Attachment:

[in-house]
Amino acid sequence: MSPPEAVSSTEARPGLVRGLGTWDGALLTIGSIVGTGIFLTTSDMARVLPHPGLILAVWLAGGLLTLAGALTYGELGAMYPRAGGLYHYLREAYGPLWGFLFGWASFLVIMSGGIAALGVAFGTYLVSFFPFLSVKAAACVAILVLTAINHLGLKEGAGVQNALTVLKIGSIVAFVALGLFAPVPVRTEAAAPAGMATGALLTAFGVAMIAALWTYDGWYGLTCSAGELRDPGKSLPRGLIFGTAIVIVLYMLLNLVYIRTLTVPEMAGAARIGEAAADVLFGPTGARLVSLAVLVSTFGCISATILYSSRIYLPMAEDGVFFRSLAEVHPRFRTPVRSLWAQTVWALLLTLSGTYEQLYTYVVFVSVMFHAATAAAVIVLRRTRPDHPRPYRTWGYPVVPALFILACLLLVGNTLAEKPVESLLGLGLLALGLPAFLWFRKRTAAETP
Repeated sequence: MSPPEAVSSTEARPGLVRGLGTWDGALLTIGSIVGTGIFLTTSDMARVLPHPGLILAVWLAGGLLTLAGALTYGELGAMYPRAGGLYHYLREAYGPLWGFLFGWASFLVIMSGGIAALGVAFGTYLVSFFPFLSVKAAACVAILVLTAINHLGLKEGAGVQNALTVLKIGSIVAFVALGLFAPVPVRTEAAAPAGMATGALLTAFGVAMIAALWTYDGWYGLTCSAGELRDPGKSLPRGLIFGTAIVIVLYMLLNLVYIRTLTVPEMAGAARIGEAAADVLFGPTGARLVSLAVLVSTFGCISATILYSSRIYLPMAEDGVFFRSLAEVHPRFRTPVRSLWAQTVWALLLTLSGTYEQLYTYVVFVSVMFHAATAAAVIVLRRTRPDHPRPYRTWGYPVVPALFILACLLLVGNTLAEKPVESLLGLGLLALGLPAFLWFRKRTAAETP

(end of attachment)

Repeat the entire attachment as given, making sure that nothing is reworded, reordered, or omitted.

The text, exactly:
[in-house]
Amino acid sequence: MSPPEAVSSTEARPGLVRGLGTWDGALLTIGSIVGTGIFLTTSDMARVLPHPGLILAVWLAGGLLTLAGALTYGELGAMYPRAGGLYHYLREAYGPLWGFLFGWASFLVIMSGGIAALGVAFGTYLVSFFPFLSVKAAACVAILVLTAINHLGLKEGAGVQNALTVLKIGSIVAFVALGLFAPVPVRTEAAAPAGMATGALLTAFGVAMIAALWTYDGWYGLTCSAGELRDPGKSLPRGLIFGTAIVIVLYMLLNLVYIRTLTVPEMAGAARIGEAAADVLFGPTGARLVSLAVLVSTFGCISATILYSSRIYLPMAEDGVFFRSLAEVHPRFRTPVRSLWAQTVWALLLTLSGTYEQLYTYVVFVSVMFHAATAAAVIVLRRTRPDHPRPYRTWGYPVVPALFILACLLLVGNTLAEKPVESLLGLGLLALGLPAFLWFRKRTAAETP
Repeated sequence: MSPPEAVSSTEARPGLVRGLGTWDGALLTIGSIVGTGIFLTTSDMARVLPHPGLILAVWLAGGLLTLAGALTYGELGAMYPRAGGLYHYLREAYGPLWGFLFGWASFLVIMSGGIAALGVAFGTYLVSFFPFLSVKAAACVAILVLTAINHLGLKEGAGVQNALTVLKIGSIVAFVALGLFAPVPVRTEAAAPAGMATGALLTAFGVAMIAALWTYDGWYGLTCSAGELRDPGKSLPRGLIFGTAIVIVLYMLLNLVYIRTLTVPEMAGAARIGEAAADVLFGPTGARLVSLAVLVSTFGCISATILYSSRIYLPMAEDGVFFRSLAEVHPRFRTPVRSLWAQTVWALLLTLSGTYEQLYTYVVFVSVMFHAATAAAVIVLRRTRPDHPRPYRTWGYPVVPALFILACLLLVGNTLAEKPVESLLGLGLLALGLPAFLWFRKRTAAETP